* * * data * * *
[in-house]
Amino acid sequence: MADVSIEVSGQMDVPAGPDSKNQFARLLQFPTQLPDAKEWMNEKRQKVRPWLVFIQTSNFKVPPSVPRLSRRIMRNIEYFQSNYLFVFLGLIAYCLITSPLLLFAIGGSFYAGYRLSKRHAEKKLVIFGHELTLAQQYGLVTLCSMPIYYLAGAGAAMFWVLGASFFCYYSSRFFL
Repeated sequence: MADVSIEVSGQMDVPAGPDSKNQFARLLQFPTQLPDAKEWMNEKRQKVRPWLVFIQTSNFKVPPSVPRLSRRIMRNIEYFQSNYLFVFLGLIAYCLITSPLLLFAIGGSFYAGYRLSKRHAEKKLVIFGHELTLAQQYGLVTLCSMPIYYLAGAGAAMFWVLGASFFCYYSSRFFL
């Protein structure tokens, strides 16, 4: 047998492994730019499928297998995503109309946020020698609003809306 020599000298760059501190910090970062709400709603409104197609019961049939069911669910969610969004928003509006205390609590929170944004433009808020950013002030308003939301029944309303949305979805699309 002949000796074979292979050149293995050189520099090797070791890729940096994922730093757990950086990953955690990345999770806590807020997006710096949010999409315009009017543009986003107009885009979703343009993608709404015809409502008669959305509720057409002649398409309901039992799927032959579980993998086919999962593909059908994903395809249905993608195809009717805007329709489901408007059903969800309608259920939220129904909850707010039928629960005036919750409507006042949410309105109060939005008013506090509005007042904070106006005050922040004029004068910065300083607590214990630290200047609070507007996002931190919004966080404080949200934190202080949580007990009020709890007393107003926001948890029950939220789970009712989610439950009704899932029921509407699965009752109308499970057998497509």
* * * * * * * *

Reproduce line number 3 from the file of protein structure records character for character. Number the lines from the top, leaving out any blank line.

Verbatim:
Repeated sequence: MADVSIEVSGQMDVPAGPDSKNQFARLLQFPTQLPDAKEWMNEKRQKVRPWLVFIQTSNFKVPPSVPRLSRRIMRNIEYFQSNYLFVFLGLIAYCLITSPLLLFAIGGSFYAGYRLSKRHAEKKLVIFGHELTLAQQYGLVTLCSMPIYYLAGAGAAMFWVLGASFFCYYSSRFFL